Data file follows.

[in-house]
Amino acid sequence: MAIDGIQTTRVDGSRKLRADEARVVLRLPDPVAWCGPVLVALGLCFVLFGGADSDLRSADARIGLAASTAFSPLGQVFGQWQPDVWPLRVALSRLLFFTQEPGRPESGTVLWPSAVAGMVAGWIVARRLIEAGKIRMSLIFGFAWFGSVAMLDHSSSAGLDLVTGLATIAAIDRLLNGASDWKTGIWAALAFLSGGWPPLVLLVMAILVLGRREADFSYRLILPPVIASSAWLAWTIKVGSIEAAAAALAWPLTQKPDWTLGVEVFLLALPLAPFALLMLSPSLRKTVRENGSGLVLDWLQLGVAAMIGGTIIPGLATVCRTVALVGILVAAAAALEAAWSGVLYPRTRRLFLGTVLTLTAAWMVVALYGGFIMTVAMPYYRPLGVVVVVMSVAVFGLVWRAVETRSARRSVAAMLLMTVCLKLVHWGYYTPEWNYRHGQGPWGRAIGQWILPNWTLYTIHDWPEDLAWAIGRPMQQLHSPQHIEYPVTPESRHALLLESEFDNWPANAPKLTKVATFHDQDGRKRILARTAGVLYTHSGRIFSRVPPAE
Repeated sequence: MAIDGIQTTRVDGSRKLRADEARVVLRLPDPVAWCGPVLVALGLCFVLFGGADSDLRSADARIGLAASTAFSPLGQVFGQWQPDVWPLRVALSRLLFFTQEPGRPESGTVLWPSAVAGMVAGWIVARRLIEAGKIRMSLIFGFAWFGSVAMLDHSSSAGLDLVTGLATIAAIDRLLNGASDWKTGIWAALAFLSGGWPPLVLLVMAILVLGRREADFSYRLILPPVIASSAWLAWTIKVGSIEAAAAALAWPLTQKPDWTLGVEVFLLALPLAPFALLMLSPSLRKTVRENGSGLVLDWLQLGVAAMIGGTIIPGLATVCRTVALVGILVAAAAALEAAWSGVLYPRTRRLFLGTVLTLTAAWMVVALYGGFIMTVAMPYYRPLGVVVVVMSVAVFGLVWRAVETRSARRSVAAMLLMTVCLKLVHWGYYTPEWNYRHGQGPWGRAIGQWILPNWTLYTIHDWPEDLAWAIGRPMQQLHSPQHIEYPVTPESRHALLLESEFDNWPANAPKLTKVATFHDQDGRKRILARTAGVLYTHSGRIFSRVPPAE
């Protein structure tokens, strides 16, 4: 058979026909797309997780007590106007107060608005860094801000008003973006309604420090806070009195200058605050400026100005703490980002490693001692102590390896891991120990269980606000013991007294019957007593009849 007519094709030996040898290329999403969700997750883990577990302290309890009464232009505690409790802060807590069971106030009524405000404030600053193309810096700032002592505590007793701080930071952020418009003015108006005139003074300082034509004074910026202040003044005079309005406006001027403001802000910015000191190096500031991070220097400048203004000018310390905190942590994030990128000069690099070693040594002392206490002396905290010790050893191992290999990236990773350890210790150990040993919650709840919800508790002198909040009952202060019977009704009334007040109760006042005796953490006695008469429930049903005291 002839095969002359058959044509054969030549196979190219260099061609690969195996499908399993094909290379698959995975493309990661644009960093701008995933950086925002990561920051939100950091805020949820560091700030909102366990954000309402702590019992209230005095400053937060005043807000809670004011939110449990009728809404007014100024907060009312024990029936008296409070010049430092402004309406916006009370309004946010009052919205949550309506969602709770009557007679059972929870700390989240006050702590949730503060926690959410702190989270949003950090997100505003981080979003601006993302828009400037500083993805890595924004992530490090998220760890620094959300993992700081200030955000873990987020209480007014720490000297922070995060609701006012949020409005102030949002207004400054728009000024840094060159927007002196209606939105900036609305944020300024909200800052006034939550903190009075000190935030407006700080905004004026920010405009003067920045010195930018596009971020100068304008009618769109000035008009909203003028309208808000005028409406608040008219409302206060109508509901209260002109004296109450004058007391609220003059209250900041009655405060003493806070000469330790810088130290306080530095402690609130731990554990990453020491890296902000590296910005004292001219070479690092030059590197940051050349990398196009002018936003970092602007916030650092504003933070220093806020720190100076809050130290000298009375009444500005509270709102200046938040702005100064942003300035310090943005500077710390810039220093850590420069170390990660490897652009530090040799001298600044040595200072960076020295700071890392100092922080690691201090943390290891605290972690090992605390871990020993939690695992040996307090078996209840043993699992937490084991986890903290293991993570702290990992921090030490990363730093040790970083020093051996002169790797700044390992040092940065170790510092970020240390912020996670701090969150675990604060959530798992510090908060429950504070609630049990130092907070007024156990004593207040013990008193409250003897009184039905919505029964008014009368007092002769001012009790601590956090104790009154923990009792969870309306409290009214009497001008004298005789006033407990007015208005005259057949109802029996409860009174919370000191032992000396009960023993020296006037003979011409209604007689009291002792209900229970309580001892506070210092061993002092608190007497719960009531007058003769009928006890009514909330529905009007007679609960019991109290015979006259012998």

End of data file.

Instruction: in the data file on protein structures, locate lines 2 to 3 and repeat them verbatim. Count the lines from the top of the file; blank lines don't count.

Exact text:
Amino acid sequence: MAIDGIQTTRVDGSRKLRADEARVVLRLPDPVAWCGPVLVALGLCFVLFGGADSDLRSADARIGLAASTAFSPLGQVFGQWQPDVWPLRVALSRLLFFTQEPGRPESGTVLWPSAVAGMVAGWIVARRLIEAGKIRMSLIFGFAWFGSVAMLDHSSSAGLDLVTGLATIAAIDRLLNGASDWKTGIWAALAFLSGGWPPLVLLVMAILVLGRREADFSYRLILPPVIASSAWLAWTIKVGSIEAAAAALAWPLTQKPDWTLGVEVFLLALPLAPFALLMLSPSLRKTVRENGSGLVLDWLQLGVAAMIGGTIIPGLATVCRTVALVGILVAAAAALEAAWSGVLYPRTRRLFLGTVLTLTAAWMVVALYGGFIMTVAMPYYRPLGVVVVVMSVAVFGLVWRAVETRSARRSVAAMLLMTVCLKLVHWGYYTPEWNYRHGQGPWGRAIGQWILPNWTLYTIHDWPEDLAWAIGRPMQQLHSPQHIEYPVTPESRHALLLESEFDNWPANAPKLTKVATFHDQDGRKRILARTAGVLYTHSGRIFSRVPPAE
Repeated sequence: MAIDGIQTTRVDGSRKLRADEARVVLRLPDPVAWCGPVLVALGLCFVLFGGADSDLRSADARIGLAASTAFSPLGQVFGQWQPDVWPLRVALSRLLFFTQEPGRPESGTVLWPSAVAGMVAGWIVARRLIEAGKIRMSLIFGFAWFGSVAMLDHSSSAGLDLVTGLATIAAIDRLLNGASDWKTGIWAALAFLSGGWPPLVLLVMAILVLGRREADFSYRLILPPVIASSAWLAWTIKVGSIEAAAAALAWPLTQKPDWTLGVEVFLLALPLAPFALLMLSPSLRKTVRENGSGLVLDWLQLGVAAMIGGTIIPGLATVCRTVALVGILVAAAAALEAAWSGVLYPRTRRLFLGTVLTLTAAWMVVALYGGFIMTVAMPYYRPLGVVVVVMSVAVFGLVWRAVETRSARRSVAAMLLMTVCLKLVHWGYYTPEWNYRHGQGPWGRAIGQWILPNWTLYTIHDWPEDLAWAIGRPMQQLHSPQHIEYPVTPESRHALLLESEFDNWPANAPKLTKVATFHDQDGRKRILARTAGVLYTHSGRIFSRVPPAE